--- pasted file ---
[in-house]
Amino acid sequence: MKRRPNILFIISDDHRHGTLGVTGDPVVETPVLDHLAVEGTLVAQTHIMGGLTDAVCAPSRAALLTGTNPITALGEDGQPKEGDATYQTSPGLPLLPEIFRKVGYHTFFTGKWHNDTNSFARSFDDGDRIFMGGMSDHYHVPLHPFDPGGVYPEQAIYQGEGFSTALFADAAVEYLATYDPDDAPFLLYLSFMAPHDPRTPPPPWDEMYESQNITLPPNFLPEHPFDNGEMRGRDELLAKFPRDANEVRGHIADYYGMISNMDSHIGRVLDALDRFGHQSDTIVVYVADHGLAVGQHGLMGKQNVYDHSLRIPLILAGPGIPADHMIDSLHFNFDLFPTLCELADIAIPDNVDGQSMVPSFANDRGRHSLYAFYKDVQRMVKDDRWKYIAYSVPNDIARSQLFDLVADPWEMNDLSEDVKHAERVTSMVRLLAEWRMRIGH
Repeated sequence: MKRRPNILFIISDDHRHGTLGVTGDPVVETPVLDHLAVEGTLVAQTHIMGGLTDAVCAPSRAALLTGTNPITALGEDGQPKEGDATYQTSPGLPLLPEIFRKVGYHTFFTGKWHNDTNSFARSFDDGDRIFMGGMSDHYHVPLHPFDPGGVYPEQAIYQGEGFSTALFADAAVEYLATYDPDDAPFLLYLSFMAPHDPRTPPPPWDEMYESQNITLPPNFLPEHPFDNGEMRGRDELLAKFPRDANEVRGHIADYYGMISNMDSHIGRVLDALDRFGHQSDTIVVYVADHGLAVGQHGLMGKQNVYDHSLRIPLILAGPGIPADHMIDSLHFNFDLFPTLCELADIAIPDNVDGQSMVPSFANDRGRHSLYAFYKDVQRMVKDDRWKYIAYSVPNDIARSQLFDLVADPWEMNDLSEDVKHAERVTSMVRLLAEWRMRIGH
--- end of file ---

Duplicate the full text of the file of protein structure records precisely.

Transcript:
[in-house]
Amino acid sequence: MKRRPNILFIISDDHRHGTLGVTGDPVVETPVLDHLAVEGTLVAQTHIMGGLTDAVCAPSRAALLTGTNPITALGEDGQPKEGDATYQTSPGLPLLPEIFRKVGYHTFFTGKWHNDTNSFARSFDDGDRIFMGGMSDHYHVPLHPFDPGGVYPEQAIYQGEGFSTALFADAAVEYLATYDPDDAPFLLYLSFMAPHDPRTPPPPWDEMYESQNITLPPNFLPEHPFDNGEMRGRDELLAKFPRDANEVRGHIADYYGMISNMDSHIGRVLDALDRFGHQSDTIVVYVADHGLAVGQHGLMGKQNVYDHSLRIPLILAGPGIPADHMIDSLHFNFDLFPTLCELADIAIPDNVDGQSMVPSFANDRGRHSLYAFYKDVQRMVKDDRWKYIAYSVPNDIARSQLFDLVADPWEMNDLSEDVKHAERVTSMVRLLAEWRMRIGH
Repeated sequence: MKRRPNILFIISDDHRHGTLGVTGDPVVETPVLDHLAVEGTLVAQTHIMGGLTDAVCAPSRAALLTGTNPITALGEDGQPKEGDATYQTSPGLPLLPEIFRKVGYHTFFTGKWHNDTNSFARSFDDGDRIFMGGMSDHYHVPLHPFDPGGVYPEQAIYQGEGFSTALFADAAVEYLATYDPDDAPFLLYLSFMAPHDPRTPPPPWDEMYESQNITLPPNFLPEHPFDNGEMRGRDELLAKFPRDANEVRGHIADYYGMISNMDSHIGRVLDALDRFGHQSDTIVVYVADHGLAVGQHGLMGKQNVYDHSLRIPLILAGPGIPADHMIDSLHFNFDLFPTLCELADIAIPDNVDGQSMVPSFANDRGRHSLYAFYKDVQRMVKDDRWKYIAYSVPNDIARSQLFDLVADPWEMNDLSEDVKHAERVTSMVRLLAEWRMRIGH